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Why Can’t I Just…?

October 5 2012

October is National Physical Therapy Month! There are so many people who only have a vague concept (or no idea at all) of what physical therapy is, so it’s a good time to explain what it is that I really do. In a nutshell, physical therapy helps you move. When injury or illness takes away your ability to turn your head, bend over to tie your shoes, swing a golf club, walk to the bus, or any of the other thousands of activities you do throughout your day, physical therapists utilize exercise, education, and pain reduction techniques to help build your body back up so you can do the things you need to do.

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Ready, Set, Recover!

July 20 2012

In my nearly 30 year career as a physical therapist, I’ve seen this scenario countless times. Two people will start therapy at the same time. A few weeks later, one person will be completely recovered (in fact, they’re usually stronger and more flexible than they were before their injury) and ready to return to the activities they love. Meanwhile, the other person feels that they have made little progress in their therapy. They’re frustrated and thinking about quitting. So why do some patients recover faster than others? What factors determine how long your recovery will take?

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The Power of Suggestion

March 23 2012

I’m not known for quoting Buddha, but I do like his statement, “We are shaped by our thoughts. We become what we think.” People really do underestimate the power of their mind. What we think will happen tends to be what actually does happen. We call these “self-fulfilling prophecies,” but in the medical world, they’re known as the “placebo effect” and the “nocebo effect.”

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Exercise Myths

February 17 2012

One of the definitions of a myth, according to Merriam-Webster, is “an unfounded or false notion.” Despite being inherently false, it seems like myths take on a life of their own, circulating for years, even decades after being disproven. Remember being told that if you sneezed with your eyes open, your eye balls would pop out? Or that if you drank soda while you ate Pop Rocks, your stomach would explode? And don’t forget the popular “drink a cup of coffee to sober up” line of thinking (sorry, this just creates a caffeinated drunk, but the person is no less drunk for it).

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5 Things That Make Us Old

January 27 2012

Yesterday I was out making a purchase when I noticed a sign advertising the store’s senior discount. I asked the cashier what age qualified you for the price cut. Good news: I’m not there yet, but it did get me thinking about getting older. It’s happening to all of us, continually, and there’s nothing we can do about it. Yet why do some people seem to age better than others? Genetics surely has something to do with it, but are there other factors besides the clock and our genes? The answer is…yes!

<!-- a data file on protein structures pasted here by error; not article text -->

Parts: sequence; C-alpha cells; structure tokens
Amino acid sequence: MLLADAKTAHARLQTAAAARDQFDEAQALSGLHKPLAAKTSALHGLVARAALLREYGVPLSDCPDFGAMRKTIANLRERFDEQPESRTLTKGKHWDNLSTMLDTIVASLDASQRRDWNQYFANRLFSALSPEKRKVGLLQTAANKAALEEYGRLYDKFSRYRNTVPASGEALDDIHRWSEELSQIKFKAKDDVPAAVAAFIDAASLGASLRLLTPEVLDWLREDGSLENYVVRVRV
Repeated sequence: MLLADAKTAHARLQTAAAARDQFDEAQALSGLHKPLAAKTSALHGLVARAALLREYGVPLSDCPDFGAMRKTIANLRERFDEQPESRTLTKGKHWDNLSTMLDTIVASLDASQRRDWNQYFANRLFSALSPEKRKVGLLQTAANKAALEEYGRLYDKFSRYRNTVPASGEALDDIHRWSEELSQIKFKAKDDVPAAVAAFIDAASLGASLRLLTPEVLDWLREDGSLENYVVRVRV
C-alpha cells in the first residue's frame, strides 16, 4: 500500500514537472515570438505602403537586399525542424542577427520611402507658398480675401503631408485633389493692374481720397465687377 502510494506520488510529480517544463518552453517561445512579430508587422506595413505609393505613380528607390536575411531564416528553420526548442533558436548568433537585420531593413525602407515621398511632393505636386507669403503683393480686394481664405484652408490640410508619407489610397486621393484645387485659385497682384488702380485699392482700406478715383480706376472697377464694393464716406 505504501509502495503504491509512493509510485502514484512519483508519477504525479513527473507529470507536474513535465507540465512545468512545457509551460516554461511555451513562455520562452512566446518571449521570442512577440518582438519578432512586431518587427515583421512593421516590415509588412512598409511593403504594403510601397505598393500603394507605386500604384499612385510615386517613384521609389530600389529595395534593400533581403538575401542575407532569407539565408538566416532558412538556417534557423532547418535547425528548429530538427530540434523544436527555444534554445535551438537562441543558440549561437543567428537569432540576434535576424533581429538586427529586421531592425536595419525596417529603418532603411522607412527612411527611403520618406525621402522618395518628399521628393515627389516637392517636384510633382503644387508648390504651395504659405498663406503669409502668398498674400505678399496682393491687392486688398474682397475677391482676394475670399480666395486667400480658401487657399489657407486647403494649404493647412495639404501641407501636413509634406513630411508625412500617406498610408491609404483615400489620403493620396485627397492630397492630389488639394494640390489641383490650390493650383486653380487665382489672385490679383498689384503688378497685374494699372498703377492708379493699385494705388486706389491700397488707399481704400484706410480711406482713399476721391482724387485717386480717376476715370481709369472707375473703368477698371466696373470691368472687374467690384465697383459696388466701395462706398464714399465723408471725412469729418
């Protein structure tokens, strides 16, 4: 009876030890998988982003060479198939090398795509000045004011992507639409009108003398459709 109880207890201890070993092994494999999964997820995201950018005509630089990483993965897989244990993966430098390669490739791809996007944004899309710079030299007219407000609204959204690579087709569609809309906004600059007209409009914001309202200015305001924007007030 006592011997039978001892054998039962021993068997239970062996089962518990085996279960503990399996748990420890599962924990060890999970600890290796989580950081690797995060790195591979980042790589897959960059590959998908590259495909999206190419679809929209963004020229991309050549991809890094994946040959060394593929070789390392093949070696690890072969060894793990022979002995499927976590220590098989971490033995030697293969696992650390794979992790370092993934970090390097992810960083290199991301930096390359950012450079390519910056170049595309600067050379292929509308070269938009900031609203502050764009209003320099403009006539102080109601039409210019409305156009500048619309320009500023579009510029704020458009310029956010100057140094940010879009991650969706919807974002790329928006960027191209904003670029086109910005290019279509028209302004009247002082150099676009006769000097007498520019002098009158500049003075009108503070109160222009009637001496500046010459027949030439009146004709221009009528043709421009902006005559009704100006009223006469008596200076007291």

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Another PT Christmas

December 23 2011

Happy Friday and Happy Holidays, everyone! Last year, I posted some physical therapist-approved gifts to get that hard-to-buy-for person on your list. I’ve decided to continue the tradition. Here are five more physical therapist-approved gifts. And the best part? Each of these items has a low price, and one only costs your creativity and time!

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Sport Specific Injuries: Volleyball

September 23 2011

While my girls were in high school (three girls over the course of eight years), our household lived and breathed volleyball. They played on their school team (which twice was the Idaho state champion and another year was the runner-up) from August through October, then began the club volleyball season, which lasted from November until July. Between practices, games, and traveling to out-of-state tournaments, it was truly a year-round commitment for the entire family, but it was so much fun, we rarely thought of it that way.

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Good Muscle Memories

September 2 2011

What did you do this morning? Maybe you buttoned your shirt and tied yours shoes while getting dressed. Perhaps you walked the dog. After scrambling eggs or flipping pancakes for breakfast, you probably brushed your teeth. Although you may not have realized it at the time, your muscle memory has been busy from the moment you woke up.

Muscle memory (also called motor learning) is a type of procedural learning wherein an action is repeated until the movements required for it can be performed with little conscious effort or attention. Despite its name, muscle memory doesn’t reside in the muscles themselves, but rather in the complex neural pathways that are formed in our brains when the task is learned. The more the task is repeated, the more well-formed and efficient that pathway becomes.

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Sport Specific Injuries: Football

August 26 2011

Even though I have four daughters, football is a big deal in my family. We love to watch college teams (of course, our favorite is BSU), and while I admit I’m not a huge fan of the NFL, I do like to cheer for the Packers (I’m a shareholder, after all). I have been an assistant varsity football coach, and Idaho Physical Therapy used to provide the training services for the Idaho Stallions. Because of the sport’s high injury rate, we were kept pretty busy during the season. It’s the nature of the game.

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Sport Specific Injuries: Golf

August 12 2011

Although we have very mild winters here in the Treasure Valley, sometimes it seems that the cold, damp months go on forever. When the sun finally returns, what better way to celebrate than with a round of golf? By this point in the summer, I hope you’ve enjoyed many great games with friends and have avoided the injuries commonly experienced by golfers.